245. polysemy

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Rosalind-Russell-Mame-Dennis-Auntie-MameThe past two weeks I’ve been working on a graduate education scholarship application in the records and information management field, and consequently started saving my blog entries on this site to the Internet Archive Wayback Machine project.

I’ve been adding a few every day and am up to the entry where Seth comes into the picture.

Yay…

Going back over those early entries when I was just coming out and to terms with the challenge that was proving to my then conservative Christian morality and upbringing is fascinating. Not to mention extremely uncomfortable at times to read how different a person I was.

Ah, and yet…

The other evening I was saying to my housemate how I just don’t want to have sex these days because I’m single, and all I can seem to get is these meaningless flings that only serve to remind me of what I don’t currently have but want. And unfortunately, it’s not for lack of attention. There are probably plenty of guys who would date me if I were mutually attracted. But it usually goes that they’re interested and I’m not, and vice versa.

C’est la guerre

Furthermore, I said, I’m done hooking up with other people’s partners (both with their knowledge and sometimes participation), adding that I’m tired of “being someone else’s dessert when I haven’t had a solid meal in ages.” And how it all plays into my fear that no matter how successful or accomplished I may be in life, I’ll always be fundamentally alone.

As Sartre wrote: “Je suis condamné à être libre. I am condemned to be free.

So it was curious later that night when I ended up hooking up with a friend of our’s who came over for drinks and to play Cards Against Humanity… who is in a relationship. We’d been talking outside in the hot tub about families and hangups, and I think something in my mind snapped of no longer wanting to be defined and constrained by my past, my family, or my damage. Of my fears and anxieties determining where I can and can’t go.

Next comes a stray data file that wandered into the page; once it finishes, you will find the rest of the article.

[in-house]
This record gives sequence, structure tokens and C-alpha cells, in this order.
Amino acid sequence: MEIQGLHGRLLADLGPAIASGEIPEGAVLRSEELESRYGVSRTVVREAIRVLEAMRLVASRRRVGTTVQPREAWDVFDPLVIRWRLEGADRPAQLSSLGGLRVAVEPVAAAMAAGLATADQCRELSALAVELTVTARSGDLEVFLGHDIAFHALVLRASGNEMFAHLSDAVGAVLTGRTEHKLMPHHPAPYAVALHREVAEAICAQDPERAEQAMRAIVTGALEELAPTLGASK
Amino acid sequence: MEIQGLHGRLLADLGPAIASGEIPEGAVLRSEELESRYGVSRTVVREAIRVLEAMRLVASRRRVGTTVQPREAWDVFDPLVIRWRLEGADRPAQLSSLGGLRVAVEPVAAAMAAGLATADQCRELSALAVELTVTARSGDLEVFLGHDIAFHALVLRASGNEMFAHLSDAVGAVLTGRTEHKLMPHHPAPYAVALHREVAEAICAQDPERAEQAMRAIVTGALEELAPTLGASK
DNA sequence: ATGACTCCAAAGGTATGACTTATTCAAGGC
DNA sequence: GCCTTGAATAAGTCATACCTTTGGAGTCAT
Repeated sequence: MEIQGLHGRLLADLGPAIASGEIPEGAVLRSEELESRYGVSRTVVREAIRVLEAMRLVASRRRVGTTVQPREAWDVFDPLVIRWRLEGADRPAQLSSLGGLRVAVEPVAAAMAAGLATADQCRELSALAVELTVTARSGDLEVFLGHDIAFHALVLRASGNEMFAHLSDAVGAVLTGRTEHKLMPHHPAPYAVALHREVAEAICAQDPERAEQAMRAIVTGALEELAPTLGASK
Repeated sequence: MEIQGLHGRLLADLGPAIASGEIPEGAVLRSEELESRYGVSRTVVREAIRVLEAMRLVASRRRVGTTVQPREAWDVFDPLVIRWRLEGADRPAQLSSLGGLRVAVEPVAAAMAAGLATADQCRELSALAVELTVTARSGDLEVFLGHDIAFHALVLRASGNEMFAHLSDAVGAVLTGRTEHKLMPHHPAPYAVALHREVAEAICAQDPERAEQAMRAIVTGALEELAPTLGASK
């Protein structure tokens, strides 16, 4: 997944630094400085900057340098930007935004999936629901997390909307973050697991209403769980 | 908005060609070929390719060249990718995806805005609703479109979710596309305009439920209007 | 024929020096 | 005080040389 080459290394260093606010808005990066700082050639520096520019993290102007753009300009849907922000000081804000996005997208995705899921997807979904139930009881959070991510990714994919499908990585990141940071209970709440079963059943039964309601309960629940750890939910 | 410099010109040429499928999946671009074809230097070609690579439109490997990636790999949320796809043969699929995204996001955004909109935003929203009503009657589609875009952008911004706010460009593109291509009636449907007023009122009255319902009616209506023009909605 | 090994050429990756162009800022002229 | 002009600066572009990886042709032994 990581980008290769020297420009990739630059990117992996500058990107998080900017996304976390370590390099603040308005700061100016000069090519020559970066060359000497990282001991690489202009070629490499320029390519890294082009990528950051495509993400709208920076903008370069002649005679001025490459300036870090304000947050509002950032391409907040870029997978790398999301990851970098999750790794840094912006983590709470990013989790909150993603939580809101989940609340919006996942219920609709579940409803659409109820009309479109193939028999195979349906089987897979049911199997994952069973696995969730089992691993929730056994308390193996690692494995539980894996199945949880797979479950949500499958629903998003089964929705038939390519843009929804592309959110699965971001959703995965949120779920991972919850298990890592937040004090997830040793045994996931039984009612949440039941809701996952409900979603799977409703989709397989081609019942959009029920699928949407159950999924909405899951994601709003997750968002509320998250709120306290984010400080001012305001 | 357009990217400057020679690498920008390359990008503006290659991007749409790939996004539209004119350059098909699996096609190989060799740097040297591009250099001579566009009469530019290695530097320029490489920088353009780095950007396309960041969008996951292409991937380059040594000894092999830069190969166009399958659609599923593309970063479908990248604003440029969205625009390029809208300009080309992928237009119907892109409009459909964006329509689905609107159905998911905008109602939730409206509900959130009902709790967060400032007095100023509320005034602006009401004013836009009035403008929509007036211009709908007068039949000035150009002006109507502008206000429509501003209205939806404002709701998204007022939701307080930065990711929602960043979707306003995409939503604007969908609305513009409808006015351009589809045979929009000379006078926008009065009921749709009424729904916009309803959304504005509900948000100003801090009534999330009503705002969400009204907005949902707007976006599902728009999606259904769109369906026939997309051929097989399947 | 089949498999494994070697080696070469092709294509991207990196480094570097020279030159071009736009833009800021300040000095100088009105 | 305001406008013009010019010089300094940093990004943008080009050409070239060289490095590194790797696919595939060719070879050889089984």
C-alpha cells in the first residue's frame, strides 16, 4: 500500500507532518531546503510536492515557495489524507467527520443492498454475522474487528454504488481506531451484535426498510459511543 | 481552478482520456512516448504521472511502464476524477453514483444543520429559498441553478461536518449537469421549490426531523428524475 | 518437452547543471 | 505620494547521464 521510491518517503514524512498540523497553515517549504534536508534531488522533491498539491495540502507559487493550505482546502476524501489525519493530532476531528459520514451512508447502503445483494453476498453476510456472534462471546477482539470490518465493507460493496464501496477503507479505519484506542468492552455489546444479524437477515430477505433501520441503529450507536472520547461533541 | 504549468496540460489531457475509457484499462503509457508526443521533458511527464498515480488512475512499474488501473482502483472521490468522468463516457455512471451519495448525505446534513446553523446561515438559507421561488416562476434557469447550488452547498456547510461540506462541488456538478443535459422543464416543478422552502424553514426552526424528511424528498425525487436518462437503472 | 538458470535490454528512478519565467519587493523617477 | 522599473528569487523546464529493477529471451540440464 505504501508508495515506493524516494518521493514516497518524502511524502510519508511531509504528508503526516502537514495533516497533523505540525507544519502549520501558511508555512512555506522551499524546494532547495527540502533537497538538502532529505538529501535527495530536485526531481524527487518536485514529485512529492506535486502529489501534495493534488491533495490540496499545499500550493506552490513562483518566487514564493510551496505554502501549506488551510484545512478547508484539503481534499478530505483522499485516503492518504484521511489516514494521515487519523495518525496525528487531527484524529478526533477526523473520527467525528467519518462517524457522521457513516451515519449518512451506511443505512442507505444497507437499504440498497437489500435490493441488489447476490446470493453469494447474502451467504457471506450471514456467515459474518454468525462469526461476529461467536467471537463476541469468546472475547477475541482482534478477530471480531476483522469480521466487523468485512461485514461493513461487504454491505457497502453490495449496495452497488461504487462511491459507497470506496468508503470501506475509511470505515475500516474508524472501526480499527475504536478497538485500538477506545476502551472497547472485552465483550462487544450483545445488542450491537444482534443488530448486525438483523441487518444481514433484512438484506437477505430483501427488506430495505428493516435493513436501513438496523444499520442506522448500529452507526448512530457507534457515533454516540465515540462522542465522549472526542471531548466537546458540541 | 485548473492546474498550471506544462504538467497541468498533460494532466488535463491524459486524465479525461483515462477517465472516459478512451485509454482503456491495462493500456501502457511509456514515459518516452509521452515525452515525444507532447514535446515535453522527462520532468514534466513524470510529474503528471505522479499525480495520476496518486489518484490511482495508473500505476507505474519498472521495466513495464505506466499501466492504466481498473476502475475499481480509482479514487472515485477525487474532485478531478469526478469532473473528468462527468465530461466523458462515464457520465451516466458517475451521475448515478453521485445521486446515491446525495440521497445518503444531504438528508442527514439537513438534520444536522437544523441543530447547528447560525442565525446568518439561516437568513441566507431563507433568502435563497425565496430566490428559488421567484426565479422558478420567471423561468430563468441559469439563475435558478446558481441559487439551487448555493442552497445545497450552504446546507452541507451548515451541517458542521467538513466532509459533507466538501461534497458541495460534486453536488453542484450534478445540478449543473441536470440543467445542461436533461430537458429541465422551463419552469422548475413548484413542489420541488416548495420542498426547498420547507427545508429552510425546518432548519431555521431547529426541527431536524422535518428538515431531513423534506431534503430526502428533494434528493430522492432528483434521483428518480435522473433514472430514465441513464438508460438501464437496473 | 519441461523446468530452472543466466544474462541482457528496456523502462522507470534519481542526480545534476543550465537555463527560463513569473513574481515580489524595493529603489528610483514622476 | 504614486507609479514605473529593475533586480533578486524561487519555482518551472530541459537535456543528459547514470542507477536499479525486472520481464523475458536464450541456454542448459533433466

Most of all tired of feeling paralyzed into inaction by my fucked up, over-analytical brain.

I’m reminded of what Rosalind Russell’s titular character says in the 1958 film Auntie Mame: “Life is a banquet, and most poor [sons-of-bitches] are starving to death!” And it bothers me that I’m aware of this, of everything that’s currently going for me right now, and yet I don’t really know if what I’m apparently missing is what I want.

For example:

There’s lots one could say about this. That’s it was 2010. That it’s reflective of extroverted, urban, nonreflexive New York City gay culture. Hell, that it’s Jake Shears.

On the one hand, my repressed, proper, conservative, wannabe-19th Century inner upper-middle-class Brit looks down on such extroversion, disapproves of the embrace of unrestrained sensuality, because (if I’m being perfectly honest with myself and with you, dear reader) I don’t feel comfortable or empowered to be that way myself.

But is that authentically me? Sure, I don’t often push my comfort zone and pursue new experiences… but am I the kind of guy who just wants sex, with or without intimacy or connection?

A friend of mine posted on Facebook today:

You know you’re one of those East Coast gays when for weeks at a time during summer, it seems like half the people in your news feed are either going to, currently visiting, or just returning from P-Town… and the other half are on Fire Island.